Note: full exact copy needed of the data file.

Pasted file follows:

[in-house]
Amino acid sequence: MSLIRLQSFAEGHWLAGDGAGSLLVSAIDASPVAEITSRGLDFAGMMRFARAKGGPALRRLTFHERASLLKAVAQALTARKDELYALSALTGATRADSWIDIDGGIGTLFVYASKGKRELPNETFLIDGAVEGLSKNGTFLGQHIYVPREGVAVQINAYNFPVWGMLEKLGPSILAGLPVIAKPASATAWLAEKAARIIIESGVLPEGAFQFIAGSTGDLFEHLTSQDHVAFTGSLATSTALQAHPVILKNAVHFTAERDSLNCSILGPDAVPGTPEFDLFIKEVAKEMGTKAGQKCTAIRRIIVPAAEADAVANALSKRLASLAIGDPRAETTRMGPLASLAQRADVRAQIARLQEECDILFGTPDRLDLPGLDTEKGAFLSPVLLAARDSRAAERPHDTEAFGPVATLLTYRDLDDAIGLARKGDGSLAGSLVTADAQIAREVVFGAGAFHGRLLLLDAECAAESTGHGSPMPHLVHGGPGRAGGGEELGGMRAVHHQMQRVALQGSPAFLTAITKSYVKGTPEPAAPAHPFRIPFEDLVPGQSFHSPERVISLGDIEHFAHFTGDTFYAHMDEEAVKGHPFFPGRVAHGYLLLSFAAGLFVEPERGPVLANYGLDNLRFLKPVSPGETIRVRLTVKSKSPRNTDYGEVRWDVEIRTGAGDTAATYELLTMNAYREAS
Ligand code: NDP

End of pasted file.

[in-house]
Amino acid sequence: MSLIRLQSFAEGHWLAGDGAGSLLVSAIDASPVAEITSRGLDFAGMMRFARAKGGPALRRLTFHERASLLKAVAQALTARKDELYALSALTGATRADSWIDIDGGIGTLFVYASKGKRELPNETFLIDGAVEGLSKNGTFLGQHIYVPREGVAVQINAYNFPVWGMLEKLGPSILAGLPVIAKPASATAWLAEKAARIIIESGVLPEGAFQFIAGSTGDLFEHLTSQDHVAFTGSLATSTALQAHPVILKNAVHFTAERDSLNCSILGPDAVPGTPEFDLFIKEVAKEMGTKAGQKCTAIRRIIVPAAEADAVANALSKRLASLAIGDPRAETTRMGPLASLAQRADVRAQIARLQEECDILFGTPDRLDLPGLDTEKGAFLSPVLLAARDSRAAERPHDTEAFGPVATLLTYRDLDDAIGLARKGDGSLAGSLVTADAQIAREVVFGAGAFHGRLLLLDAECAAESTGHGSPMPHLVHGGPGRAGGGEELGGMRAVHHQMQRVALQGSPAFLTAITKSYVKGTPEPAAPAHPFRIPFEDLVPGQSFHSPERVISLGDIEHFAHFTGDTFYAHMDEEAVKGHPFFPGRVAHGYLLLSFAAGLFVEPERGPVLANYGLDNLRFLKPVSPGETIRVRLTVKSKSPRNTDYGEVRWDVEIRTGAGDTAATYELLTMNAYREAS
Ligand code: NDP